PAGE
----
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Collaborative practice in family law uses consensual legal practices rather than employing adversarial approaches. It is argued that collaborative law commits lawyers and clients to resolving disputes together by non-positional bargaining.  It is called “collaborative” law because it brings the lawyers and clients altogether in a non-adversarial setting to negotiate the issues.  This is very different to adversarial family law practice, where each lawyer communicates with their client separately and then advocates and bargains with the other lawyer in the absence of the clients.


A 2006 report from the Attorney General prepared by the Family Law Council identified the following advantages of using collaborative practice to resolve family disputes:

  •  It provides a formal structure in which positive child-focused communications are modelled by the advisers
  •  It provides legal advocacy support during collaboration
  • It removes the immediate threat of litigation
  • It encourages parties to develop a trusting alliance for their future parenting
  • It directly involves the parties in negotiations based on interests and not positions
  • It aims to achieve results that meet the needs of each of the parties and their children
  • It minimises the time that lawyers must spend in correspondence with each other, and
  • It utilises the expertise of independent experts including child specialists and financial advisers outside of an adversarial setting.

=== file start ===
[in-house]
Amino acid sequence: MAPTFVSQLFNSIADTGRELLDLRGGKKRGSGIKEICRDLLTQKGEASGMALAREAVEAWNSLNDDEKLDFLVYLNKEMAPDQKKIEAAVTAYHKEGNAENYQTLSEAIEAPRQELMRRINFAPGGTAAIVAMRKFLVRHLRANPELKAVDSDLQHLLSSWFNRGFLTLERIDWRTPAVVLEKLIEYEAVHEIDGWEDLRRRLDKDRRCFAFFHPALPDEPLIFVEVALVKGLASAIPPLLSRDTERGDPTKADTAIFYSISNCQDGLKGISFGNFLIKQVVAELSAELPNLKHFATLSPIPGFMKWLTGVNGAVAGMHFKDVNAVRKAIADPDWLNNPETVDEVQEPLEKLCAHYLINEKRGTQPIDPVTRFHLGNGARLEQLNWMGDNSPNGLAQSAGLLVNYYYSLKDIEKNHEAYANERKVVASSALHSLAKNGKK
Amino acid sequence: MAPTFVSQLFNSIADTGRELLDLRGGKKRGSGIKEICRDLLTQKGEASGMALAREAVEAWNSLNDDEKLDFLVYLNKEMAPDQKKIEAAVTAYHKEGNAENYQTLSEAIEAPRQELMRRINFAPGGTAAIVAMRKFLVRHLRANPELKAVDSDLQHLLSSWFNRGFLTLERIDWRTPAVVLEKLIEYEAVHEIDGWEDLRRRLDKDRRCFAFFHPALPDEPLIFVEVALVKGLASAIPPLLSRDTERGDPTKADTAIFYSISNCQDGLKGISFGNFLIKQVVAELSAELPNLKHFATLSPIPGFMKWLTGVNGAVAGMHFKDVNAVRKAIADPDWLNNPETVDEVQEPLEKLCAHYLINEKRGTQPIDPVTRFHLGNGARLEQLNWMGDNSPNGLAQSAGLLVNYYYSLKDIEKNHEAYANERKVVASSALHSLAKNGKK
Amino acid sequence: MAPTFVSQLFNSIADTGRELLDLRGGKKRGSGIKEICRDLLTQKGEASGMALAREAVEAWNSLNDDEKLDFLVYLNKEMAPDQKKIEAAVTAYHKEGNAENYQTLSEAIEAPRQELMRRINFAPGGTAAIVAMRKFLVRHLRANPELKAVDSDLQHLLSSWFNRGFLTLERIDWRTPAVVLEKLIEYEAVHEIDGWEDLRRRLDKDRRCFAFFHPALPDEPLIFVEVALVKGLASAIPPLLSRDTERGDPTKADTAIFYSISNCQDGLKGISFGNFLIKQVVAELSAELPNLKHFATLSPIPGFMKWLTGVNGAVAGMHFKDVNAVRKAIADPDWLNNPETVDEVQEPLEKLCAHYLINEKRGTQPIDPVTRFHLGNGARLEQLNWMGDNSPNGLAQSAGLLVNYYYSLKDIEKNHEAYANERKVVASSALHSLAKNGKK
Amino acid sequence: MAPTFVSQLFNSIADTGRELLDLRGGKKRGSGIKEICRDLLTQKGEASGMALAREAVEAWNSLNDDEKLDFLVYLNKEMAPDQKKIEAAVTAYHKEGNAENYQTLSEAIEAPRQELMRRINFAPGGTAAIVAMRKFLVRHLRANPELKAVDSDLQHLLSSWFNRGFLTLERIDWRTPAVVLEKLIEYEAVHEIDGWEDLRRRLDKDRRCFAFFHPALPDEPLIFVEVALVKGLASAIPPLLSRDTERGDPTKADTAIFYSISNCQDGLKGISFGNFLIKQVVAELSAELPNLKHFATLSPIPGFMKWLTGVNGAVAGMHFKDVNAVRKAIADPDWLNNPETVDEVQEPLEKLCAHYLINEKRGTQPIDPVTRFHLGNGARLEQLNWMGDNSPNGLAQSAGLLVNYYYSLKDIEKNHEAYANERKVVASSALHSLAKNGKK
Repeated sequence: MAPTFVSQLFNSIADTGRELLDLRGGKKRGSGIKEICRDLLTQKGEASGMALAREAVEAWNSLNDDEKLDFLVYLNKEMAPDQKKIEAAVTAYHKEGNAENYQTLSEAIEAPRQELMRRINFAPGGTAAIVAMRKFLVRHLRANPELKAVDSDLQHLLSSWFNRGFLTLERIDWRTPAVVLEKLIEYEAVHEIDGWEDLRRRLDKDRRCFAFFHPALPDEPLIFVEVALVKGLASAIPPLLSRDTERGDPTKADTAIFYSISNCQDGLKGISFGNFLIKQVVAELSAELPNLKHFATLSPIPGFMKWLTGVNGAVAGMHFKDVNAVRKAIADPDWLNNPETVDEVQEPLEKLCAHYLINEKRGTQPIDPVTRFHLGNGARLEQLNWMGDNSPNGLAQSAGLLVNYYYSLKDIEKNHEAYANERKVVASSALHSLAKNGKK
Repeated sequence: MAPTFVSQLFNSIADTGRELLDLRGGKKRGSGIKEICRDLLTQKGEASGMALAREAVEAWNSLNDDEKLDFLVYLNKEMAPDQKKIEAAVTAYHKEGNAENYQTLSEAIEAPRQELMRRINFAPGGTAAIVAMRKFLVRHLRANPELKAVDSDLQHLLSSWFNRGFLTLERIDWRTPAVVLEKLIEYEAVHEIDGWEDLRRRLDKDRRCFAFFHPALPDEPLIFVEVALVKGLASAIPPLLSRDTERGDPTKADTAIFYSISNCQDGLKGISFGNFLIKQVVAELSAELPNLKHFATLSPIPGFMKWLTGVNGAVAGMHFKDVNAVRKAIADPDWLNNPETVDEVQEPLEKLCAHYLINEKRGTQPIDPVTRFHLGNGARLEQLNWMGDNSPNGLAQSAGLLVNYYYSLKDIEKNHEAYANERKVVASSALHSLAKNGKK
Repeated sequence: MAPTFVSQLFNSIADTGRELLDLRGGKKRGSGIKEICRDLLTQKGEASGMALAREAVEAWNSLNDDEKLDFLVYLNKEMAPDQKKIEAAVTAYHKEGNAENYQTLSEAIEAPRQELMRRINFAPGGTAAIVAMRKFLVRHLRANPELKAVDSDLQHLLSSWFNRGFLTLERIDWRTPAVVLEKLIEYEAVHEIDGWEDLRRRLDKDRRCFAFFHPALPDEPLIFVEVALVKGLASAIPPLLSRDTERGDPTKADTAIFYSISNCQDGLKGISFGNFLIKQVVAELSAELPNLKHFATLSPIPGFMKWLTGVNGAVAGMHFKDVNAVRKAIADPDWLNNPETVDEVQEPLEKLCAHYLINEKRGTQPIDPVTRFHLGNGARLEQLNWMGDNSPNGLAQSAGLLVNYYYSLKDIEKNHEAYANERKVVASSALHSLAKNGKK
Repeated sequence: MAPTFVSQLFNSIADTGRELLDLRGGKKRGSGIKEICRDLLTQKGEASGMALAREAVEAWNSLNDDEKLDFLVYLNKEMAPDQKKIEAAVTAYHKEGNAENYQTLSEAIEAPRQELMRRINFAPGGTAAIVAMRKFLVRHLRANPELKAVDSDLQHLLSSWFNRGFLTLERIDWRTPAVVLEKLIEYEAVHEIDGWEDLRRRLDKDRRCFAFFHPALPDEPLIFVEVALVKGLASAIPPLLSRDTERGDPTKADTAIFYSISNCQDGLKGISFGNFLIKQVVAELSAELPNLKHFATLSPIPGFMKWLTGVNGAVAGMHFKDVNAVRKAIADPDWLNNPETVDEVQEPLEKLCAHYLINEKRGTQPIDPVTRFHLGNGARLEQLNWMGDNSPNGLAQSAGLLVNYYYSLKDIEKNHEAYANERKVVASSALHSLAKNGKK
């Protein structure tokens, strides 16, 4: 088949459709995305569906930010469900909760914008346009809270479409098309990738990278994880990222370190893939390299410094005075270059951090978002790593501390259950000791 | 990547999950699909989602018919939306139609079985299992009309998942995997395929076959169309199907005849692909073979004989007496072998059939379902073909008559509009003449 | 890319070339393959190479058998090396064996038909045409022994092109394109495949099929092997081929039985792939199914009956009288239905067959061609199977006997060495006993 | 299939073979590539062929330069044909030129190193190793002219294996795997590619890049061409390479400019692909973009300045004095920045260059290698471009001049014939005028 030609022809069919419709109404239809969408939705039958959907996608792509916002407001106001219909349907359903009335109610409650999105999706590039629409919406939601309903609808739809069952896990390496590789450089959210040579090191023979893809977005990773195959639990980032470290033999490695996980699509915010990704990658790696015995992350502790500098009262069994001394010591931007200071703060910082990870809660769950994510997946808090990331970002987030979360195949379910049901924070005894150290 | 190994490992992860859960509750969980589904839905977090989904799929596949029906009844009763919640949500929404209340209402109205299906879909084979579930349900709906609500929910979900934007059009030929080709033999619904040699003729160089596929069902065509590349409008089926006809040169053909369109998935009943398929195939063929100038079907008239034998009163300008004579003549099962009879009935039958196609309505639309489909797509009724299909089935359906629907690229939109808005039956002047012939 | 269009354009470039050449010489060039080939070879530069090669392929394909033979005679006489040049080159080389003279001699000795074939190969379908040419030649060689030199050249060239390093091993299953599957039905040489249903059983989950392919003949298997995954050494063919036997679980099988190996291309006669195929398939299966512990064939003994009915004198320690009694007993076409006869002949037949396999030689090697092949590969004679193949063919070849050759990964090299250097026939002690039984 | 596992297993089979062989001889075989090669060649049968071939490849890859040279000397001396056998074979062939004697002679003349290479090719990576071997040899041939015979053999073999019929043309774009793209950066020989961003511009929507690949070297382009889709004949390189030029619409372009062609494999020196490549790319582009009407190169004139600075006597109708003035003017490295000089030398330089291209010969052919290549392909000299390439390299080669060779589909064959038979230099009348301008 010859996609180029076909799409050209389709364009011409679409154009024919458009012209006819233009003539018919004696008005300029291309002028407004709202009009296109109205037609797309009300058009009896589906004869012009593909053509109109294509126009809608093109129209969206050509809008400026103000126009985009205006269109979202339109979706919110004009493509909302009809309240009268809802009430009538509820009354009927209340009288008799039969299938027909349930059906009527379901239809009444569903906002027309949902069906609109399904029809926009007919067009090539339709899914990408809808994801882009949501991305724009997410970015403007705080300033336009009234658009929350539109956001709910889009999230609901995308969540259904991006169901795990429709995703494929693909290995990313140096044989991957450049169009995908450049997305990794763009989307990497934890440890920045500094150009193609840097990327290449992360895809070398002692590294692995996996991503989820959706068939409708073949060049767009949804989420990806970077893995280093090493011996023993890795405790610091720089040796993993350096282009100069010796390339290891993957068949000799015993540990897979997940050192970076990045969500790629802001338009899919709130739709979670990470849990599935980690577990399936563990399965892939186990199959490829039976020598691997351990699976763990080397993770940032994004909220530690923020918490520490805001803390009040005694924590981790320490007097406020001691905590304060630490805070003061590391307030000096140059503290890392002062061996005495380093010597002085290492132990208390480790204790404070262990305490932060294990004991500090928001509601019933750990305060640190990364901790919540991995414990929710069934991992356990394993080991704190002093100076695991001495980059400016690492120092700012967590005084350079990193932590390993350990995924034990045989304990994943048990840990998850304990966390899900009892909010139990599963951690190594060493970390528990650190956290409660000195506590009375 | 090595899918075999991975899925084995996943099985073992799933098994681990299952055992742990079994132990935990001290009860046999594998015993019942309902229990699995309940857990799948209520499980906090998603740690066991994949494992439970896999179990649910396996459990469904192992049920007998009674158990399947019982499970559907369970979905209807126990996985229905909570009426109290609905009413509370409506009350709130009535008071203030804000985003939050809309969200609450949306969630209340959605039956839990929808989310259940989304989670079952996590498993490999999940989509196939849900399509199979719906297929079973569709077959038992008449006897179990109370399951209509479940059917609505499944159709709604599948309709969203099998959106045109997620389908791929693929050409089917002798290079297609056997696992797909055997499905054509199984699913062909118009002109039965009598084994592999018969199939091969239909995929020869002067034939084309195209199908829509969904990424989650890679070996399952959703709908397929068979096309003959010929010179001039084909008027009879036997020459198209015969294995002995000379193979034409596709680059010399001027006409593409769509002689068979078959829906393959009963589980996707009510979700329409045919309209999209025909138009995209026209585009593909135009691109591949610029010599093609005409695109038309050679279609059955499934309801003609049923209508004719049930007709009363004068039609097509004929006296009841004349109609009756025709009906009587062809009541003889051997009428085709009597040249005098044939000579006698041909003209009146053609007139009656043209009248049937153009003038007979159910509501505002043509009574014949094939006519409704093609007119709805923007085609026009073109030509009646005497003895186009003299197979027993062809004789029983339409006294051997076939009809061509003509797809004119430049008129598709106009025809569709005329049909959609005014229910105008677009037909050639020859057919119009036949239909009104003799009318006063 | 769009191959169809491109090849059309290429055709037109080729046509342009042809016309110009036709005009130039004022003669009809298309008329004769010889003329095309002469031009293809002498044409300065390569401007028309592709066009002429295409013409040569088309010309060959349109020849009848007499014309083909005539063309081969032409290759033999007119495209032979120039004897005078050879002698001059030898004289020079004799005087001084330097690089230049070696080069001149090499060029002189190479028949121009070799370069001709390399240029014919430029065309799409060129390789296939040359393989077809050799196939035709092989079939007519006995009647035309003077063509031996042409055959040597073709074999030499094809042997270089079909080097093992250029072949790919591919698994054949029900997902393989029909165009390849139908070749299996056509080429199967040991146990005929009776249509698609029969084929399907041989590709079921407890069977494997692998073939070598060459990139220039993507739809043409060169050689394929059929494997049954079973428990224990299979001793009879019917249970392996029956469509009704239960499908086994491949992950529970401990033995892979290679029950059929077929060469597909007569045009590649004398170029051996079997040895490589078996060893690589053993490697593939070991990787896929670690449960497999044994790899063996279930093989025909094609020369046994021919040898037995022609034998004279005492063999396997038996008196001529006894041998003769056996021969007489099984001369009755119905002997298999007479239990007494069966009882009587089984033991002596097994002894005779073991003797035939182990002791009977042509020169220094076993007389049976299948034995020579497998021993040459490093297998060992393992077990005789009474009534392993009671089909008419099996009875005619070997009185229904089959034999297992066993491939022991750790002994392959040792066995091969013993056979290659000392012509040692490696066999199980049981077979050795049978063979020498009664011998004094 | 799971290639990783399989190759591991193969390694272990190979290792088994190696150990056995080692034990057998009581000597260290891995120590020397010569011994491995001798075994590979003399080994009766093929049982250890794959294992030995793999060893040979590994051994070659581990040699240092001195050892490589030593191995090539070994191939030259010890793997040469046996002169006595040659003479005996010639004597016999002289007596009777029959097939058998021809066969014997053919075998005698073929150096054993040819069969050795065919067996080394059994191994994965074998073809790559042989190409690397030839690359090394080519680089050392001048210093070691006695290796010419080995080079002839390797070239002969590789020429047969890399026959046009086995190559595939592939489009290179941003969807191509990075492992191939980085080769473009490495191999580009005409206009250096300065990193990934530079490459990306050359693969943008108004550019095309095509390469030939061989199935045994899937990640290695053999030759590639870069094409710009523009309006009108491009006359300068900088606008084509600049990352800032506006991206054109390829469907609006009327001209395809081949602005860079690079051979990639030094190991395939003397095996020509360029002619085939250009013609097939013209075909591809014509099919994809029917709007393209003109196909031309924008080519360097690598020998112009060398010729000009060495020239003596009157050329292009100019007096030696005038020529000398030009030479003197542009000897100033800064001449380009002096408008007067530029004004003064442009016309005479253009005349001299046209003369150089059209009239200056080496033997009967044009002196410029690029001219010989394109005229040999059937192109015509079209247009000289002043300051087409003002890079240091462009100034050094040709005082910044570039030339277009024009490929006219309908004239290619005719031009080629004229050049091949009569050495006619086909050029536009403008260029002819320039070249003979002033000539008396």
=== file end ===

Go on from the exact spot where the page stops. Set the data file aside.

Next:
There are also, however, some distinct limitations to the collaborative law process.  It is not suitable for use in the following situations:

  • Where there are parties that feel extreme hostility toward each other;
  • Where parties have poor communication skills;
  •  Where there is family violence, mental illness, extreme power imbalance or substance abuse

Even without these “contraindications” there may be inherent limitations to the process itself, such as:


  • Parties cannot use the Rules of Court to ensure access to information and documents (known as “discovery”), or compliance with processes.
  • Clients are required to engage new lawyers if the collaborative process does not result in settlement.
  • If the negotiation process breaks down, collaborative practitioners may not be authorised to issue a certificate under section 60I(8) of the Family Law Act 1975, stating that the parties have attempted to settle their dispute – this certificate is a prerequisite to initiating court action.
  • There is no authoritative decision-maker in the room.
  • Lawyers are required to undergo training and change their thinking from a rights-based to an interest-based model.
  • It can be difficult to convince the other party and/or their lawyer to participate.

How does collaborative practice differ from other forms of Family Dispute Resolution (FDR)?

Unlike FDR, in a collaborative practice setting, litigation is removed from the equation. Theoretically, once Court proceedings have been ruled out, the focus for all concerned is no longer about winning and losing. The focus shifts towards negotiating a mutually acceptable agreement for the family as a whole.  Of course, the separating couple can elect to abandon the collaborative process and proceed to Court at any time, but the lawyers who represent the parties in the collaborative law process cannot.  If parties do subsequently commence court proceedings, they must obtain a new family lawyer.


*The information provided in this website serves as a general guide and does not constitute legal advice. It is based on our research and experience at the time of publication. Please consult our knowledgeable legal team for any specific inquiries or advice relevant to your circumstances, as the content may not have been updated subsequently.  

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